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Light an LED by drawing power from high tension wires

Discussion in 'Electronic Basics' started by Owen Lawrence, Nov 16, 2003.

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  1. Hi. I bought one of those 1mH coils from solarbotics, and a
    supercapacitor, in the hopes that I could cobble together a little circuit
    to light an LED when I drive under those huge high tension wires. I figured
    if I choose the component sizes to make a tank circuit with a 60Hz
    fundamental frequency, I could somehow get a voltage and draw off power to
    charge up the supercap. Then it could be used to drive a blinkey light.

    But on paper, after I connect the coil and a capacitor of the right size
    together (in parallel?), I'm stuck. What do I do next?

    Do any of you know of a circuit that can do this, or can you give me
    some advice on how to proceed? Thanks.

    - Owen -

    //http:www.iosphere.net/~owen
     
  2. I think you will have trouble getting the blinky light to run off any
    small sized circuit, regardless of design. This is because the energy
    density in the field at ground level under a transmission line is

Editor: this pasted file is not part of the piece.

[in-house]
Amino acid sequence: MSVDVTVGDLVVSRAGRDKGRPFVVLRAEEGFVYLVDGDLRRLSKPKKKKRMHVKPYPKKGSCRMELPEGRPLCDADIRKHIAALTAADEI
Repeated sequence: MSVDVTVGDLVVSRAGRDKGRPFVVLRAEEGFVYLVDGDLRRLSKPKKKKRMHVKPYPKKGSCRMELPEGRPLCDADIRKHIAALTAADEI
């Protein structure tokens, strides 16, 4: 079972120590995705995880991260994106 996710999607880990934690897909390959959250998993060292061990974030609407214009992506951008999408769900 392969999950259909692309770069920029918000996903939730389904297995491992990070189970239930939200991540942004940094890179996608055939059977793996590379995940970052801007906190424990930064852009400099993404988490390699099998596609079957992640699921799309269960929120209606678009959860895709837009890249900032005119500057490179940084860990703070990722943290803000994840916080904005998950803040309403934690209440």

pretty diffuse.

    But you will learn some things from the exercise.

    Think of this resonator as just a very low frequency AM radio
    receiver. You need some sort of rectification to convert any resonant
    AC in the tank into a DC output to charge up the cap. Since you are
    working with very low power, you might start with a 1N4148 signal
    diode, or a small germanium or schottky diode (which will waste a bit
    less with forward voltage drop). There are lots of ways to connect
    the rectifier diode and cap to your resonator, but you might just
    connecting them in series, and paralleling that across the tank. You
    might get enough voltage to measure with a DC meter.

    I once stood under the 500 kV lines with an umbrella, and drew a thin
    spark between the metal and the tip of my finger. It might have dimly
    lighted a neon lamp.
     
  3. Disappointing. Maybe I can draw power from wires in my house, instead. I
    realize that the two wires in an extension cord, side by side, cancel each
    other at any distance, so I'll have to place it next to a single wire.
    (Correct me if I'm wrong.) I'll try the high tension wires, though.
    Do you mean something like this:

    Coil
    |--O_O_O_O---|
    | |
    ---| |---------
    | | Cap | |
    | ------||-----| |
    | |
    | |
    |---.--||----.----|<-----|
    Supercap Diode

    I have a 1N34 diode; would that work better than a 1N4148?

    Do I then draw power off the supercap to whatever circuit I intend to drive,
    by just connecting where I put the '.'s in the above diagram?
    Somehow I don't find that very comforting. Pretty cool, though!

    Thanks.

    - Owen -
     
  4. The same holds true for the high tension lines. That's why the three
    conductors periodically change positions on the towers. They
    transpose the wires to cancel out the field along long lengths.

    [snip]
    Was his name Ben Franklin, Jr.?

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